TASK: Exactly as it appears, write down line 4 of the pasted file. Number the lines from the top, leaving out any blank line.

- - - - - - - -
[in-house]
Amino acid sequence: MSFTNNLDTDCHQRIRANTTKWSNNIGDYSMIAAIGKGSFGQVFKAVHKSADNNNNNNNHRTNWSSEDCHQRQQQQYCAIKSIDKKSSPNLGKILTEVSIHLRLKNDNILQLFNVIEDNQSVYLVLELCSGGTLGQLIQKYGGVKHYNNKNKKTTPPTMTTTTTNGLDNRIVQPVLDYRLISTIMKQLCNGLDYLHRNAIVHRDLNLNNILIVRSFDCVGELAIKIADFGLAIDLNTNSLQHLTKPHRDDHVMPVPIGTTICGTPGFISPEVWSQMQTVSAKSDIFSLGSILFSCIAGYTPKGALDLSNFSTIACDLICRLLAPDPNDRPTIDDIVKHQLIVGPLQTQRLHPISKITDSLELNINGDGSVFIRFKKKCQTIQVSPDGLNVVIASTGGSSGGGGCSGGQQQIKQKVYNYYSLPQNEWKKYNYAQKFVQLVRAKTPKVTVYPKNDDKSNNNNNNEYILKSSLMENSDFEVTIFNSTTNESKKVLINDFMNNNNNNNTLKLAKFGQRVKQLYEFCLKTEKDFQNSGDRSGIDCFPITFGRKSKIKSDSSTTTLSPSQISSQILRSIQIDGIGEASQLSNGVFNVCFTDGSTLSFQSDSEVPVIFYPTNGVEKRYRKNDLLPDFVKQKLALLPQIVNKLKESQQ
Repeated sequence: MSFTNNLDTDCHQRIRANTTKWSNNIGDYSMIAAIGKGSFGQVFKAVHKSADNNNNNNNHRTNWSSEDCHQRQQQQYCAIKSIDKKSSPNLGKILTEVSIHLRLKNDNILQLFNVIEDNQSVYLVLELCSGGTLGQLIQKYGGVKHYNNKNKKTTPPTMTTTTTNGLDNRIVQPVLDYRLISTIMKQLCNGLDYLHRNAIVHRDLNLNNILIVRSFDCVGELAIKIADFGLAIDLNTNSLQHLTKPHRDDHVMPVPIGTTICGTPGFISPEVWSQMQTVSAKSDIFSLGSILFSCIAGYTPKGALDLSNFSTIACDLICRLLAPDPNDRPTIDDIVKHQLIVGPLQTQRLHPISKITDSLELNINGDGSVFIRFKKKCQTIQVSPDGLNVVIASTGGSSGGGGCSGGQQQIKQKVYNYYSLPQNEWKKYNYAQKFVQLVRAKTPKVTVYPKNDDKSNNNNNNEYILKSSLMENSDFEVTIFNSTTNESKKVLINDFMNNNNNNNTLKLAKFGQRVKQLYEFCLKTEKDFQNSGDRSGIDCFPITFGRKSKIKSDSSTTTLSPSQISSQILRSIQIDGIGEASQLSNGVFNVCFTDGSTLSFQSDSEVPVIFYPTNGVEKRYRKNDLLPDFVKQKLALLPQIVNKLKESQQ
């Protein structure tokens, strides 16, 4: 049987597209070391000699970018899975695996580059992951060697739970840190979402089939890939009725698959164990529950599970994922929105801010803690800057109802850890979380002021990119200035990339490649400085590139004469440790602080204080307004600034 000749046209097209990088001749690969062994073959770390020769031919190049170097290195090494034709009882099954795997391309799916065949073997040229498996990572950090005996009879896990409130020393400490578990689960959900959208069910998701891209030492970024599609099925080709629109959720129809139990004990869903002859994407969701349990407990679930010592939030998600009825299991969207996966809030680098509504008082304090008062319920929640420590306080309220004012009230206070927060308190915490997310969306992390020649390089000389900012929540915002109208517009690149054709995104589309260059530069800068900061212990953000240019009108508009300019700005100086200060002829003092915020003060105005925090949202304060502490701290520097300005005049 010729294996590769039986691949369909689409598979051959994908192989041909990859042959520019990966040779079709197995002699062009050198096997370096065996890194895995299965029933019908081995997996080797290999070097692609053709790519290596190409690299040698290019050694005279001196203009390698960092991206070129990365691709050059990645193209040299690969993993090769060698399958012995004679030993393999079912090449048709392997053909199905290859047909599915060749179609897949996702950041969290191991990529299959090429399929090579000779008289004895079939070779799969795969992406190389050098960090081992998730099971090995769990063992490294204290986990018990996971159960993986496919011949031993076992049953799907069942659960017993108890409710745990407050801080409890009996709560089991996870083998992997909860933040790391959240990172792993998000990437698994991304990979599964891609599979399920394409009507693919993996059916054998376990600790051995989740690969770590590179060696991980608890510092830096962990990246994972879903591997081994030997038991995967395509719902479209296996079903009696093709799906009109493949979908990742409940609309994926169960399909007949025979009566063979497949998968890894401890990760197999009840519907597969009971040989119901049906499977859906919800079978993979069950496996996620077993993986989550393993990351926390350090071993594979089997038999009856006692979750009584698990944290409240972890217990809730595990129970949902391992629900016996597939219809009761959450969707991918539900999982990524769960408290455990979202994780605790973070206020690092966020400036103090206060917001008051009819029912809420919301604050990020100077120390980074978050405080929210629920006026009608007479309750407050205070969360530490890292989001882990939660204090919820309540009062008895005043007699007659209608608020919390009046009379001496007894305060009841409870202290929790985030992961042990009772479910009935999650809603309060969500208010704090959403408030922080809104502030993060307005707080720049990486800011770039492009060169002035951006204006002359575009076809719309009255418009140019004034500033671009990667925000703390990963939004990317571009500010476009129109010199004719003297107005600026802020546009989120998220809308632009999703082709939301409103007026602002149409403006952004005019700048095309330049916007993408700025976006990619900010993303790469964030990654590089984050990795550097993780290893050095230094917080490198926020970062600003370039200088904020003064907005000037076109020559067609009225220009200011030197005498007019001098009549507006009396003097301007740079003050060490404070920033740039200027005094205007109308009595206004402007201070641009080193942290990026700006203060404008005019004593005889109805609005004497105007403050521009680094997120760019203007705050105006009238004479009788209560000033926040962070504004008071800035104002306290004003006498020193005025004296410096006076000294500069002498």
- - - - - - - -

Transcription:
């Protein structure tokens, strides 16, 4: 049987597209070391000699970018899975695996580059992951060697739970840190979402089939890939009725698959164990529950599970994922929105801010803690800057109802850890979380002021990119200035990339490649400085590139004469440790602080204080307004600034 000749046209097209990088001749690969062994073959770390020769031919190049170097290195090494034709009882099954795997391309799916065949073997040229498996990572950090005996009879896990409130020393400490578990689960959900959208069910998701891209030492970024599609099925080709629109959720129809139990004990869903002859994407969701349990407990679930010592939030998600009825299991969207996966809030680098509504008082304090008062319920929640420590306080309220004012009230206070927060308190915490997310969306992390020649390089000389900012929540915002109208517009690149054709995104589309260059530069800068900061212990953000240019009108508009300019700005100086200060002829003092915020003060105005925090949202304060502490701290520097300005005049 010729294996590769039986691949369909689409598979051959994908192989041909990859042959520019990966040779079709197995002699062009050198096997370096065996890194895995299965029933019908081995997996080797290999070097692609053709790519290596190409690299040698290019050694005279001196203009390698960092991206070129990365691709050059990645193209040299690969993993090769060698399958012995004679030993393999079912090449048709392997053909199905290859047909599915060749179609897949996702950041969290191991990529299959090429399929090579000779008289004895079939070779799969795969992406190389050098960090081992998730099971090995769990063992490294204290986990018990996971159960993986496919011949031993076992049953799907069942659960017993108890409710745990407050801080409890009996709560089991996870083998992997909860933040790391959240990172792993998000990437698994991304990979599964891609599979399920394409009507693919993996059916054998376990600790051995989740690969770590590179060696991980608890510092830096962990990246994972879903591997081994030997038991995967395509719902479209296996079903009696093709799906009109493949979908990742409940609309994926169960399909007949025979009566063979497949998968890894401890990760197999009840519907597969009971040989119901049906499977859906919800079978993979069950496996996620077993993986989550393993990351926390350090071993594979089997038999009856006692979750009584698990944290409240972890217990809730595990129970949902391992629900016996597939219809009761959450969707991918539900999982990524769960408290455990979202994780605790973070206020690092966020400036103090206060917001008051009819029912809420919301604050990020100077120390980074978050405080929210629920006026009608007479309750407050205070969360530490890292989001882990939660204090919820309540009062008895005043007699007659209608608020919390009046009379001496007894305060009841409870202290929790985030992961042990009772479910009935999650809603309060969500208010704090959403408030922080809104502030993060307005707080720049990486800011770039492009060169002035951006204006002359575009076809719309009255418009140019004034500033671009990667925000703390990963939004990317571009500010476009129109010199004719003297107005600026802020546009989120998220809308632009999703082709939301409103007026602002149409403006952004005019700048095309330049916007993408700025976006990619900010993303790469964030990654590089984050990795550097993780290893050095230094917080490198926020970062600003370039200088904020003064907005000037076109020559067609009225220009200011030197005498007019001098009549507006009396003097301007740079003050060490404070920033740039200027005094205007109308009595206004402007201070641009080193942290990026700006203060404008005019004593005889109805609005004497105007403050521009680094997120760019203007705050105006009238004479009788209560000033926040962070504004008071800035104002306290004003006498020193005025004296410096006076000294500069002498």